Actually I was not. I was very surprised by how difficult yoga was, and how good it was – not just mentally and emotionally, but physically. So I pretty much started out with Hatha Yoga and did basic flow for a period of time; then did Ashtanga until I pulled my hamstring. I practice at home most of the time. Every once in a while I’ll look at one of the over 200 videos on the Yoga Journal website.

What’s some advice you would give yogis the world over, in terms of their practice?

I would say that you never know until you try. Stick your toe in – the water’s great!

———————–

Marina Chetner is a writer, hot yogi, and passionate world traveler. She writes about all things travel inspired on her eponymous blog, marinachetner.com,and Bikram yoga related on bikramyogamusings.com. At the moment, her favourite asana is Floor Bow because it is such a challenge, she can’t get enough of green juice, and Tokyo is at the top of her travel ‘to do’ list. You can follow her on the aforementioned blogs, or via Twitter: @mchetner.

Daily Yoga Practice — Sometimes Less Is More…

With life constantly on the move and not enough hours in the day, it can be tough to fit in an hour or more of yoga on a consistent basis. Unfortunately, a lot of us talk ourselves out of unrolling the mat if we don’t think we have time for a “long” yoga session. Twenty minutes just doesn’t seem like enough time to make much difference, does it?

I’ll concede that more yoga is usually better, but a lot of us forget that a little yoga every day can still have a dramatic impact on our lives. It’s definitely better than no yoga. Unrolling the mat every day, even for just five minutes, proves that sometimes less is more…

Here are a few resources I’ve used lately to help me get on the mat even when time is short:

  • I’m a huge fan of YogaGlo, which offers unlimited access to streaming yoga classes for the price you would normally pay for a live class or two each month.  When you’re in a time-crunch, YogaGlo has options to sort archived classes according to teacher, style, level, duration and specific use. Makes it super simple to find a 10 minute class when that’s all the time you have. YogaGlo has an excellent lineup of instructors and the videos even stream on your iPhone or iPad so you can practice just about anywhere! Click here to see a sample of a 30 minute morning yoga class by Kathryn Budig.
  • Yoga Journal’s free YouTube page features home practice videos ranging from 15 to 25 minutes–perfect for those days when you need a quick yoga pick-me-up. Lest you procrastinate, here’s a 15 minute practice to get you moving:

Yoga Blossoms in NYC

[Click video to view on YogaJournal.com…who isn’t a fan of yoga in the wild jungles of New York?…]

Gentle Flow Yoga with Kathryn Budig

If you’re under the weather today or just needing a little more relaxed yoga session, this gentle flow yoga practice on Yoga Journal’s Youtube channel should do the trick. Gets the body moving a little bit, without too many sustained inversions.

Video description:

This Gentle Yoga Flow practice is accessible to all levels. There is a primary focus on hip opening, gentle lunging and twisting. This sequence is ideal for the beginning yoga student or regular yogi who wants to tone it down for the day. For this practice you will need two blocks and your strap. Feel free to use this practice anytime you’re looking for a little revitalization. Visit http://www.yogajournal.com for more videos.

Evening Relaxation Yoga Sequence by Jason Crandell

“Paying attention to your transitions can bring your focus back to the journey instead of the destination.  When we rush through transitions, we fool ourselves into thinking that once we arrive somewhere–whether it’s a pose, a classroom, or a life stage–we will pay attention and become present.  But this is a fallacy, because presence takes practice. ~ Jason Crandell

Vodpod videos no longer available.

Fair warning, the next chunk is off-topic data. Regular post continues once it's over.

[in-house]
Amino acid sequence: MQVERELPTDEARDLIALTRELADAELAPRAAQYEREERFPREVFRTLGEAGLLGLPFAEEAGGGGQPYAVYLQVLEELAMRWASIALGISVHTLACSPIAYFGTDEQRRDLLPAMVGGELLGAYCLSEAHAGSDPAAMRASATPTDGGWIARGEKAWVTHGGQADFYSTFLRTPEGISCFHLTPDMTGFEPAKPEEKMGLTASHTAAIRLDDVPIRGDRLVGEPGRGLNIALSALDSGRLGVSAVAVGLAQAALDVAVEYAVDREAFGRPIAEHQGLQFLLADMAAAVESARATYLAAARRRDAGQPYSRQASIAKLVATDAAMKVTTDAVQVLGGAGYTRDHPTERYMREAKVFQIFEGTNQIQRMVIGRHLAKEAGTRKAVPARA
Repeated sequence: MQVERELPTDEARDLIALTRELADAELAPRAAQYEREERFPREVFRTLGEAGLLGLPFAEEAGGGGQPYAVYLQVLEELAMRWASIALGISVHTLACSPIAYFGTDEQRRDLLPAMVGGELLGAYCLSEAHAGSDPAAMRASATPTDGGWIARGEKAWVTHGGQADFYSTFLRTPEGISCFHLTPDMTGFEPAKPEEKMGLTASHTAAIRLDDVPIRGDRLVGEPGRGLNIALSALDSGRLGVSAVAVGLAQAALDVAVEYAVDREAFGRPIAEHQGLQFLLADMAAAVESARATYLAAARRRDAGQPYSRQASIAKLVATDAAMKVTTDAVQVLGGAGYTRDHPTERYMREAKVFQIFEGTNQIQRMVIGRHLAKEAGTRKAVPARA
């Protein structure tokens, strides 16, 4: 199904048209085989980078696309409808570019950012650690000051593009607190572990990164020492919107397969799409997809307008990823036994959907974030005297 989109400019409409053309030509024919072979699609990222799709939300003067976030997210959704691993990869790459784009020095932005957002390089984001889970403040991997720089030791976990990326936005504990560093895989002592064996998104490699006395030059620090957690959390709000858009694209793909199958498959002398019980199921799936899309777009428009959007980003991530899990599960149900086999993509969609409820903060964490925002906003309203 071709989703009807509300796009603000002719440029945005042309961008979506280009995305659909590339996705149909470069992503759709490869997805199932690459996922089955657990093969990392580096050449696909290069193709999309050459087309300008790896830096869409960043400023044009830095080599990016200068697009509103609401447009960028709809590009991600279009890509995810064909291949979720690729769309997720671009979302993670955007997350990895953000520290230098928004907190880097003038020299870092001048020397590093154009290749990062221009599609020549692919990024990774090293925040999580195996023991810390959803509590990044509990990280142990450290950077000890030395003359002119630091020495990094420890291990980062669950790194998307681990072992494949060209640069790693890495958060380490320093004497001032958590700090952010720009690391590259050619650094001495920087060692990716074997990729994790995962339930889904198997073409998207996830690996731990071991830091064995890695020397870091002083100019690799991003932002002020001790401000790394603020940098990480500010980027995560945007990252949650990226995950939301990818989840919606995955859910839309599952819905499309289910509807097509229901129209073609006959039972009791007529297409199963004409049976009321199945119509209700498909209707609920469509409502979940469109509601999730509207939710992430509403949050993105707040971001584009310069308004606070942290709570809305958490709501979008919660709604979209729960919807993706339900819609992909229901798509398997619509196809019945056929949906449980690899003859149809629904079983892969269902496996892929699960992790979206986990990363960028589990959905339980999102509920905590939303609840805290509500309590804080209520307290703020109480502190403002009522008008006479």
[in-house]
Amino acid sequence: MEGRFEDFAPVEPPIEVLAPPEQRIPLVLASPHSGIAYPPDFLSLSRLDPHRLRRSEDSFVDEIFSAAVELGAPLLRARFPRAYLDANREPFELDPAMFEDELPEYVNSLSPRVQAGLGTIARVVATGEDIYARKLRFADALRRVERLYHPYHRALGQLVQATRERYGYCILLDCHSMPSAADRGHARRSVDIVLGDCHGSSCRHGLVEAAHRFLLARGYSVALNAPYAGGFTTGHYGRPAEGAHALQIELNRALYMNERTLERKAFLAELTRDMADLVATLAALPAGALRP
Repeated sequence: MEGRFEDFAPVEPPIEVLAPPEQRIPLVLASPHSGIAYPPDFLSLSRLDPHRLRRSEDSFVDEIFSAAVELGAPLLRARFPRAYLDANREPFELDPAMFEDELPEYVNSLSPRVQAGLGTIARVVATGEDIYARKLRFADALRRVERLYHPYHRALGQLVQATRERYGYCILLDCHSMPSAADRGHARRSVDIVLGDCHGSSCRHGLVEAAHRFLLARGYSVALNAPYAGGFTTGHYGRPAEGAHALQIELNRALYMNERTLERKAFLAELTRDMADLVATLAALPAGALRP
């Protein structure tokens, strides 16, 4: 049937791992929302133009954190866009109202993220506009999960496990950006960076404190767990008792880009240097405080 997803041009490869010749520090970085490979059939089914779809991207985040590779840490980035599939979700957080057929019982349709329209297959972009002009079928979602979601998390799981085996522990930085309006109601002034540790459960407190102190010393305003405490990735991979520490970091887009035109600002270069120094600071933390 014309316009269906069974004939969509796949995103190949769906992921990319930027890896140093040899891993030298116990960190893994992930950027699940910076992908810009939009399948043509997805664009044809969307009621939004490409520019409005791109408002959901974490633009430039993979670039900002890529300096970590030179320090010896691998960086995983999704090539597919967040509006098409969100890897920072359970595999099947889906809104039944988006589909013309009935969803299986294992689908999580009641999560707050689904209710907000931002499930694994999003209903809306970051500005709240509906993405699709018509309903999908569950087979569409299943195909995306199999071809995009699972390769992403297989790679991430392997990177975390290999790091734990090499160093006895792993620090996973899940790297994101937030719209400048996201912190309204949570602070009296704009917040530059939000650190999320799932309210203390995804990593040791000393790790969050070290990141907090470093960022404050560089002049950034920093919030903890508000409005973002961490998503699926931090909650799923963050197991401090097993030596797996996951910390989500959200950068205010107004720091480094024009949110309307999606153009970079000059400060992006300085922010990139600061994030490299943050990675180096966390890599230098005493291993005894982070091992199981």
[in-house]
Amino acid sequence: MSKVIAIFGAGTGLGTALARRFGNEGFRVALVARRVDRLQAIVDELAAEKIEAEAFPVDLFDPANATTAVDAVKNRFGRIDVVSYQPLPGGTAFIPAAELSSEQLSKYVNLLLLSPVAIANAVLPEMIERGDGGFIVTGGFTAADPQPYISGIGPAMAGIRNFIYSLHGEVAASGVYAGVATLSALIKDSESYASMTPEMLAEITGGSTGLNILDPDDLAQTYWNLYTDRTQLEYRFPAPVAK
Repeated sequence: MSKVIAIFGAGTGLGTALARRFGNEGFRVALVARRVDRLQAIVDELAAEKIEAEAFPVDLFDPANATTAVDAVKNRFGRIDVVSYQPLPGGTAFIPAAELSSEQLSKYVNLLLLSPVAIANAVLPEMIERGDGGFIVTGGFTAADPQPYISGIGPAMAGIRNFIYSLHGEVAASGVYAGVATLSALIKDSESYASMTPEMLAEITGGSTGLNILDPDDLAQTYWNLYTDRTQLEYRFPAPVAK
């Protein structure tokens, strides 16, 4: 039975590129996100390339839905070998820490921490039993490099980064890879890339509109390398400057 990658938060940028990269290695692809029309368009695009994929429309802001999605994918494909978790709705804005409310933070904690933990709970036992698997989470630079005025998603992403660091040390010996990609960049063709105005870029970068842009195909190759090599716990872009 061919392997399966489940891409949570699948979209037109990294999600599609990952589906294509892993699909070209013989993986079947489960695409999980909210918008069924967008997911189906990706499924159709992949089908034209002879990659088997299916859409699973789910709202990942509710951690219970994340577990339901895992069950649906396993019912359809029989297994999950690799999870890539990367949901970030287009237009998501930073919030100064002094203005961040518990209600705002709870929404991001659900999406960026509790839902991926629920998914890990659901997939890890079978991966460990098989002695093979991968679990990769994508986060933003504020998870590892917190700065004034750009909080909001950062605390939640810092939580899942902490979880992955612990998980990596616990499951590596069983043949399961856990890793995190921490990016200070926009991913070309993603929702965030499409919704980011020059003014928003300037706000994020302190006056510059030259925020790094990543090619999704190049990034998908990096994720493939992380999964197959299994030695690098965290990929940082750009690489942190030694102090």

Download this practice and many others for free on Yoga Journal’s iTunes podcast page.

Revitalizing Home Practice Sequence

Hold the pose a little longer and enjoy some serious relaxation with a Yin Yoga practice from Yoga Journal.

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It’s Time to Recycle Your Old Yoga Journals

Every few years I find my stack of yoga magazines piling up.  Eventually I convince myself to pull out the scissors and cut out my favorite yoga articles, which I then place in three-ring binders for reference.  I recycle the rest of the magazine.  It’s a bit painful to chop up the magazines, but it certainly proves a useful exercise in non-attachment…

Happily, I recently discovered that every single page of Yoga Journal, all the way from issue number 1, which was 10 pages and cost 75 cents back in 1975, to the glossy-covered December 2008 issue, are chronicled on Google Books for our reading pleasure.  Hundreds of issues available at the click of a button.  The entire issue, for free!   Certainly makes the eventual separation from the physical copy less difficult.  I highly recommend checking out Yoga Journal on Google Books and enjoying a veritable journey through the history of yoga in the United States over the last 35 years.  It’s definitely interesting to observe the evolution of the magazine cover.

Yoga Journal Home Practice Video Sequence ~ Side Crane and Twisting Poses

Vodpod videos no longer available.

 

Expand Your Yoga Practice with iPhone Yoga Apps

Over the last couple of weeks I’ve accumulated a fair number of yoga apps on my iPod Touch. Though I haven’t played around with them enough to decide which ones I like best, here’s the current list of yoga apps on my iPod [links go to iTunes App Store]:

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I did most of the primary series yesterday using the iPhone YogaMat app to follow along with an Ashtanga podcast I downloaded on iTunes. The app thing worked much better than I expected, especially since the full version of the YogaMat app has the primary and intermediate series sequences already programmed in. However, the YogaMat app only has poses, no instruction. The little stick figure guys are great though.

That worked so well that I decided to practice today with Yoga Journal’s iPractice app. The iPractice app has voice instruction and background music to practice with. The full version of iPractice has 15 complete classes. It’s basically Yoga Journal’s “Home Practice” section on steroids. Having some good yoga instruction on my iPod made squeezing yoga practice into a busy day away from home a cinch.